“The research interests that spark connections between Harvard and Mexico are extraordinarily varied — from archaeology to the arts, from education to public health, to economics, politics, [and] public policy,” said Harvard President Drew Faust (photo 1), who later answered questions at the Your Harvard event in Mexico City’s Colegio de San Ildefonso. Jorge Dominguez (from left, photo 2) led a panel discussion with Mary Schneider Enriquez, Alejandro Ramírez Magaña, Laura Alfaro, and Julio Frenk before a packed audience (photo 3) also during Tuesday’s event.

Stephanie Mitchell/Harvard Staff Photographer

Nation & World

Harvard in Mexico City

6 min read

Faust, officials, and alumni gather to celebrate longstanding ties

MEXICO CITY — In a building that originally housed a Jesuit college more than a century before the construction of Harvard’s Massachusetts Hall, alumni and friends of the University gathered yesterday in the heart of Mexico City for the latest event in the Your Harvard series. President Drew Faust, faculty members, and local alumni celebrated the many connections shared by Harvard and Mexico, some dating back more than a century.

Your Harvard is a global series of events organized by the Harvard Alumni Association (HAA) that will take place throughout The Harvard Campaign. Alumni have already convened in London, Los Angeles, and New York to hear about the future of the University and discuss cross-disciplinary perspectives with faculty on the challenges facing society.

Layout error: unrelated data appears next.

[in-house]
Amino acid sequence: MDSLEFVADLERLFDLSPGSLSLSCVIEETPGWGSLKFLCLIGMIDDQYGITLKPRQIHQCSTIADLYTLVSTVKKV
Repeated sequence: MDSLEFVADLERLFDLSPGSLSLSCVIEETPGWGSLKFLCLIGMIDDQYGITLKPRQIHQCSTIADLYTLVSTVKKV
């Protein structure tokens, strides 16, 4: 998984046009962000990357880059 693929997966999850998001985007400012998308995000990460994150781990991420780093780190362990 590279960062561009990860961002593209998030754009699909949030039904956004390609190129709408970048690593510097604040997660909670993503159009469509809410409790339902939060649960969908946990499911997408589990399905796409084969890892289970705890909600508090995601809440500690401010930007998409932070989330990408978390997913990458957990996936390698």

More than 500 alumni came together last night at the Colegio de San Ildefonso, which was reopened in 1994 as a museum and cultural center that features some of the earliest examples of the Mexican muralist movement.

Gesturing over her shoulder to one such mural, “La Creation” by Diego Rivera, which framed the back of the stage, Harvard art curator Mary Schneider Enriquez reflected on Mexico’s tradition of blending art, education, and political discourse. The government’s decision in the 1920s to encourage artists to paint the inside walls of public buildings amounted to an effort to “educate through images.”

“Mexico has a very long history of art and politics being totally intertwined,” said Schneider Enriquez. “It is one of the great things about Mexico that I have always loved.”

She was a longtime resident of Mexico, and it was her unique perspective on Latin-American art, and Mexican art in particular, that she said led Harvard to hire her as Houghton Associate Curator of Modern and Contemporary Art for the Harvard Art Museums.

Faust noted in her address that she was the fifth consecutive president of Harvard to travel to Mexico, lauding the longtime connections between the University and a country that more than 1,200 alumni call home.

“The University’s increasingly global reach is exemplified by the students and faculty we now attract, and by expanding research and course offerings across the University,” said Faust. “The research interests that spark connections between Harvard and Mexico are extraordinarily varied — from archaeology to the arts, from education to public health, to economics, politics, [and] public policy.”

Strengthening that connection for the past quarter century, the Fundación México en Harvard, A.C. was established to provide financial support for residents accepted to graduate and postgraduate programs at Harvard. To date, nearly $12 million has been awarded to make Harvard a reality for hundreds of students from Mexico.

Students who receive a Fundación scholarship are required to return to Mexico after their studies to work in the country for at least two years.

Enrique Tellez Kuenzler, M.B.A. ’91, the Fundación’s president, celebrated the organization’s work by proudly noting that Mexicans now make up the largest number of Harvard students from Latin America. This past year alone, 98 Mexican students were enrolled at Harvard.